posted by Simon Kemp
Joseph Joffo’s memoir of his time as a Jewish ten-year-old on the run with his older brother in Nazi-occupied France is justifiably famous, and it seems to be a popular choice among the set texts on the new A-level syllabus. As the first in our series answering questions about these texts, let’s see why the book has the title un sac de billes, given that marbles don’t feature in the book beyond the opening chapters.
Marbles are, of course, where we start in the story, with the game being played in the street between Jo and Maurice. Why start the story at this moment? Well, the episode is filled with foreshadowing of the story to come:
- Maurice and Jo will return from the game to find two S. S. officers at their father’s barber shop, leading to their first real encounter with the Nazis and their antisemitism.
- The game of marbles itself is watched by Mémé Epstein, who, Joffo mentions, is a Jewish woman who has found safe haven in Paris from the pogroms, attacks on Jewish people in Russia and Eastern Europe earlier in the century. A repeated theme in the story will be the fact that this kind of mass persecution of the Jews has happened before (including to Jo’s Russian grandfather), and that means it could happen again in the future.
- And, most clearly, marbles come to symbolize the bond between the brothers. Maurice wins Jo’s last marble off him, fair and square, but, knowing how much he likes it, gives it back to him:
Un frère est quelqu’un à qui on rend la dernière bille qu’on vient de lui gagner.
The bond between the two boys is a central theme of the story, and their concern for each other is what will allow them to survive the coming ordeal.
The returned marble itself is also rather special. It looks a little like a miniature globe, and Jo likes to pretend he has the world in his pocket:
Il est bon d’avoir la Terre dans sa poche, les montagnes, les mers, tout ça bien enfoui. Je suis un géant et j’ai sur moi toutes les planètes.
There’s not much in the way of symbolism or metaphor in Joffo’s memoir, but this is one definite symbol. The world-marble gives Jo a fantasy of immense power, which is ironic as his extreme powerlessness is about to be brought home to him. But there’s also the fact that there actually is now a giant holding the whole planet in its grip, metaphorically at least. Fascism’s influence over the world, its threat to humanity as a whole, and its pervasive power that can’t be escaped, no matter how far you run, is implicit in the image.
But hang on a minute… what about the bag?
There’s no bag of marbles in the opening scene. In fact, Joffo specifies that the marbles are in Maurice’s pockets, which are bulging with them : ça lui fait des poches comme des ballons.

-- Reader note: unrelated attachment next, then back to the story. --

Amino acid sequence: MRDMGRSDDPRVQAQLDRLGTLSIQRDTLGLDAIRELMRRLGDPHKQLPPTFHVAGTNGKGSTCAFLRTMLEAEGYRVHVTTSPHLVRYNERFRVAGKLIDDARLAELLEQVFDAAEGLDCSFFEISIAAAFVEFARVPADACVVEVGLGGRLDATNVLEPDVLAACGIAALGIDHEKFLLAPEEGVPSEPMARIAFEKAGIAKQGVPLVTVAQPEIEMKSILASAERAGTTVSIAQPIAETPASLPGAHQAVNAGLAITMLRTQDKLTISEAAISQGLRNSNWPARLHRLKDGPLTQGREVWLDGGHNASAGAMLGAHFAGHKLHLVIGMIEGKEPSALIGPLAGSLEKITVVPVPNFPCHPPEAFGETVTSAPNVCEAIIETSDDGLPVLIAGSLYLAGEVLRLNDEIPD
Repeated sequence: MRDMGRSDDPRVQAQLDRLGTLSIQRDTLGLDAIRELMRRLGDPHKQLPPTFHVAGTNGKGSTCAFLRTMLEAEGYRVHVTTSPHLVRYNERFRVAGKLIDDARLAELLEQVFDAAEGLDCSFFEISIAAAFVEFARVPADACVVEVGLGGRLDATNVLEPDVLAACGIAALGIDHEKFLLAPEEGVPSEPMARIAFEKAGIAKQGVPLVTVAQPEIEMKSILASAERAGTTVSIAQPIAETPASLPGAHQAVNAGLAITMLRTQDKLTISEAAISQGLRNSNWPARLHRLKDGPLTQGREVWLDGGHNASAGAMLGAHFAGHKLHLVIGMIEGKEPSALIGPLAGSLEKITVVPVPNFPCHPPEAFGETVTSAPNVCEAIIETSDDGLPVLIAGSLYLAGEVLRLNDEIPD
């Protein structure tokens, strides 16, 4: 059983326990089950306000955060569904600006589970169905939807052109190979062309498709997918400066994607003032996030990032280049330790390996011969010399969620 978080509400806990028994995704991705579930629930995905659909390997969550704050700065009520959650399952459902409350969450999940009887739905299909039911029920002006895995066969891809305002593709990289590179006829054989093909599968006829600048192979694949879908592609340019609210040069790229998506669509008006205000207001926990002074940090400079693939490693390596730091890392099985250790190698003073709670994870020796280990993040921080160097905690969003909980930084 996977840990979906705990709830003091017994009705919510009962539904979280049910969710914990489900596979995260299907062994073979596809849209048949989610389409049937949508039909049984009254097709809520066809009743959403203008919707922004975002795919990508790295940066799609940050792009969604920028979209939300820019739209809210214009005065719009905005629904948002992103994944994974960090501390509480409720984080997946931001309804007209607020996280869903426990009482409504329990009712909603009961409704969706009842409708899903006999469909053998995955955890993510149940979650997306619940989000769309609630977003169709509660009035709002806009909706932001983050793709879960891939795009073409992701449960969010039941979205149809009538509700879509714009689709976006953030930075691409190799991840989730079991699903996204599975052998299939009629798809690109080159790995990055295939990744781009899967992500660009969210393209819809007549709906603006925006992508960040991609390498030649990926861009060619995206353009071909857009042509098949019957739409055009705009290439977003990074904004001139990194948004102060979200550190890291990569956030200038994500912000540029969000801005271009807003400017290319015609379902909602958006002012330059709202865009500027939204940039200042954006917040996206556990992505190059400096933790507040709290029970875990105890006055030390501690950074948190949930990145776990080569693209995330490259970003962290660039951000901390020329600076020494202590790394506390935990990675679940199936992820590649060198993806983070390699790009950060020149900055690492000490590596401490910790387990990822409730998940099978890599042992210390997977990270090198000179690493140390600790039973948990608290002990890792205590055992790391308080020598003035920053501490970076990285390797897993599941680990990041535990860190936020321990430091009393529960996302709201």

So where’s the bag of marbles?
It turns up in Chapter Three, in a much briefer scene than the opening marbles game, but one that reinforces many of the same themes. Jo has gone to school with a yellow star sewn onto his clothes for the first time, and as a result has found himself insulted by his classmates, ignored by his teacher, and finally, beaten up in the playground. His non-Jewish friend Zérati, who feels guilty at having drawn attention to Jo’s star in the first place, runs after him and proposes a trade:
Mon étoile. Pour un sac de billes.
The marbles are handed over in another act of kindness : not between brothers this time, but between Jo and a non-Jewish person, foreshadowing the unexpected kindness the brothers will encounter from French people as they travel, and perhaps showing a better world of common humanity that the coming years will very nearly snuff out entirely.
So the marbles play a double role in the story, covering the twin themes of the book: on the one hand, immense power holding the world in its grasp in Jo’s fantasy, and its flipside of vulnerability in Jo’s real status, and on the other hand, the solidarity that will enable Jo and Maurice to survive the années noires of the Occupation.
And as well as all this, the marbles are just what you know marbles are: a children’s game. Perhaps that game in the street, just before meeting the S. S. officers at their home, is the last true moment of childhood in Jo’s life. Certainly, his childhood is over a little while later as he leaves home with his brother. Looking back, Joffo remarks of that night:
C’en était fait de l’enfance.
His childhood is over, not only because he will lose the security of home and the care of his parents, as he has to fend for himself in the world. It’s also over because any childhood illusions he may have had – that grown-ups are wise and good, perhaps, or that the world is a safe and predictable place – are about to be brutally dispelled.
There’s a reason marbles don’t feature in the book beyond the opening pages. They’re for children, and Joseph Joffo’s childhood ended at the age of ten.